because they can't win the case on the legal merits, and their only
option is character assassination or "unfair prejudice."
It is no joke
when people ask if you want to be judged by people who aren't smart
enough to get out of jury duty.
By the time you
excuse all the prospective jurors with preformed opinions, typically
you have gotten rid of the intelligent individuals.
The goal is then
to take these blank slates and imprint your version of events upon
them. The No. 1 problem with our legal system is judicial
discretion. That is the latitude judges have to make subjective
Although you may
have a jury trial, the judge can still keep you from trying your
case. He can do this by not allowing you to ask each prospective
juror the same question, so that you can evaluate each prospective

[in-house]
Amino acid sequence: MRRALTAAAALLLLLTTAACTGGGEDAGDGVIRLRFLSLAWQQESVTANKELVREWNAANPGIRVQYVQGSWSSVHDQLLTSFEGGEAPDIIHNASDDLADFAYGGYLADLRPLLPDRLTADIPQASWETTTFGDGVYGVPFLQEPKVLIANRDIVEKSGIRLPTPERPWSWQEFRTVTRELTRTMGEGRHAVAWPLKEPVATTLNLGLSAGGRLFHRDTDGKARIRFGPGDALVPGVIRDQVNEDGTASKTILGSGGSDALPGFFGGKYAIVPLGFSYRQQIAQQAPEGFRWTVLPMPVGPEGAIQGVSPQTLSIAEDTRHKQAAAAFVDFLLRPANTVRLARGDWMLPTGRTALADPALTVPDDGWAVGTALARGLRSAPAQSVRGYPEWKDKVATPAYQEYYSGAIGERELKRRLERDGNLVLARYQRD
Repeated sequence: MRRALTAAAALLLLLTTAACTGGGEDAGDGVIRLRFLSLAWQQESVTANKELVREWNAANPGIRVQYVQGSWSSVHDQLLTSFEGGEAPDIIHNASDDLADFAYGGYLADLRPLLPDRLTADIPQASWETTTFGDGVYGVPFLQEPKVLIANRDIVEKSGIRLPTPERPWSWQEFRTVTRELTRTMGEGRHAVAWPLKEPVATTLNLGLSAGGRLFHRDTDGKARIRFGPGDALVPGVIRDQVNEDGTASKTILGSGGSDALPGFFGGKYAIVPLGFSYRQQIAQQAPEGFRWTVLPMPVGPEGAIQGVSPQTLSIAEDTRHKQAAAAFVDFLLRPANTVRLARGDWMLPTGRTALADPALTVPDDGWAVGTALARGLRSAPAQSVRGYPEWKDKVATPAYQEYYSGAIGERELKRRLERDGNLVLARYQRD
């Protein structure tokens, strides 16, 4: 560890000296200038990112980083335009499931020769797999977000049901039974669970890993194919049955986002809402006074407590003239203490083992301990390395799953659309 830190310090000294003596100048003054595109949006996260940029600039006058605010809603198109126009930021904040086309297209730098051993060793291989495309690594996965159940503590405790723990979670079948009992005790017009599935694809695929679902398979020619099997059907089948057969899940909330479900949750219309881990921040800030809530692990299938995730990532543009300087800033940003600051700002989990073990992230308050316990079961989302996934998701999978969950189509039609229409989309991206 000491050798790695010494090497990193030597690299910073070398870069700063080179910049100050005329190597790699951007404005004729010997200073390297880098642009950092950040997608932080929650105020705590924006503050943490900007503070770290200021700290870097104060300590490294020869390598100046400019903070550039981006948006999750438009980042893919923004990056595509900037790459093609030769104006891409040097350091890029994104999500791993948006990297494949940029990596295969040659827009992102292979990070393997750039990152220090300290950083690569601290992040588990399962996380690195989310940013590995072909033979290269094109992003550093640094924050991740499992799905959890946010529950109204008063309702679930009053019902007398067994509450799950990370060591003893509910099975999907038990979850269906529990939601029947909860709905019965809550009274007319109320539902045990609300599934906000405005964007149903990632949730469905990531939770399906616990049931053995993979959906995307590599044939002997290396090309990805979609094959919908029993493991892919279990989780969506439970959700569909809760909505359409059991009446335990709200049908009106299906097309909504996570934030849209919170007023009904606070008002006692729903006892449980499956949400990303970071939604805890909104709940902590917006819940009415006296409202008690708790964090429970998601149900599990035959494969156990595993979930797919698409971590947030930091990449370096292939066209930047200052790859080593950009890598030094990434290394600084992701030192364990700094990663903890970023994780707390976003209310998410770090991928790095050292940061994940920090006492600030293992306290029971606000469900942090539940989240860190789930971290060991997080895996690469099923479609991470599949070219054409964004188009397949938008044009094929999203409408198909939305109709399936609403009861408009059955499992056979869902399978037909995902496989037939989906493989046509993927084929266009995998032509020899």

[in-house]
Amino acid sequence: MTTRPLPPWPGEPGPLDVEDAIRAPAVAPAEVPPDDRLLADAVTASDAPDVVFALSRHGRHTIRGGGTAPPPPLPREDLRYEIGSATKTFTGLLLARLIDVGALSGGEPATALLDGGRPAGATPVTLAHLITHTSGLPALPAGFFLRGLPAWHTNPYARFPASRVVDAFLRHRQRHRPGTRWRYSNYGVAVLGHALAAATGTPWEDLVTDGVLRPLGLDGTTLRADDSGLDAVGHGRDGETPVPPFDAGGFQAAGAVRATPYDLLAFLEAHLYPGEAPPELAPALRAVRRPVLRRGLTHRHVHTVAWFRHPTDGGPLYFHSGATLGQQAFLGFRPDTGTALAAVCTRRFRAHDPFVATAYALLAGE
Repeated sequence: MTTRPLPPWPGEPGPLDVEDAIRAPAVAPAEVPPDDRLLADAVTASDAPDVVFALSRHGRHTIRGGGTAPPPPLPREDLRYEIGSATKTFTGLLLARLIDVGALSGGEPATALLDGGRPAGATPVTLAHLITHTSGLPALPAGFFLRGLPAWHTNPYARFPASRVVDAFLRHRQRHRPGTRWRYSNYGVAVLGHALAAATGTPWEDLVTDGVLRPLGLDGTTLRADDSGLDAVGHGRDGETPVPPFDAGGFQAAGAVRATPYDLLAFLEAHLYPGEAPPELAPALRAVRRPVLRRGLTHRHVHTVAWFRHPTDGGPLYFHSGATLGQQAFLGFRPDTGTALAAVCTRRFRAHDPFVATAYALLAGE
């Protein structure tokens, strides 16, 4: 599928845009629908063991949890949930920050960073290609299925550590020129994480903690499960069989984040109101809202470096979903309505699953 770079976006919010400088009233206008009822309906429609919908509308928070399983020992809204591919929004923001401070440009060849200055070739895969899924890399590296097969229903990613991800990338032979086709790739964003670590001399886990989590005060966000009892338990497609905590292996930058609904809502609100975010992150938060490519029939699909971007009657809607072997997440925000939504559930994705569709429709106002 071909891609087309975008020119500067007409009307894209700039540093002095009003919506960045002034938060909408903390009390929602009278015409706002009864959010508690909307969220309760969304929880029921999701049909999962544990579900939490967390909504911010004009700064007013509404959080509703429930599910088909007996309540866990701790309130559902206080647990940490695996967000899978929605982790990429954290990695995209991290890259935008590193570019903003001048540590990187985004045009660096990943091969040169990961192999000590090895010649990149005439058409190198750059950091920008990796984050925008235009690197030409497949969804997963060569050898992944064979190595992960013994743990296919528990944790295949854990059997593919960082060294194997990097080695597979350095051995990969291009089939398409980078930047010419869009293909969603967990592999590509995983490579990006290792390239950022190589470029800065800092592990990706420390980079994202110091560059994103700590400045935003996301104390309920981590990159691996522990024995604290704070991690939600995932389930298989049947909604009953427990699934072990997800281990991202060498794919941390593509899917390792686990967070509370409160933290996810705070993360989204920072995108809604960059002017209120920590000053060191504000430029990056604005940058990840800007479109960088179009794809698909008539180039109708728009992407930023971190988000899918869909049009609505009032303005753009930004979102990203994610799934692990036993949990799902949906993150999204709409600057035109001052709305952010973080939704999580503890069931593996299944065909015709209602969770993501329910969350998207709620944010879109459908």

juror's reaction and answer.
Also, a judge
can object to your testimony, so that you can't tell the jury your
side of the story. Judges can object to you entering your exhibits,
such as affidavits and transcripts of depositions, into evidence in
civil trials, and then he will allow the opposing lawyer to enter
his. Basically, a judge can sabotage your case by sustaining the
other side's objections and overruling your objections. Judges can
even not allow your witnesses to testify.
I have been
treated unjustly in court, because a judge has been in a hurry. But
jurors can also be in a hurry to go home. I told my jurors they
could find the truth if they would just read one witness's
deposition. It would have taken them two hours to read the
deposition. The jury came back in less than an hour with a verdict
against me. Apparently, they weren't interested in the truth.
-- J.D. Wright,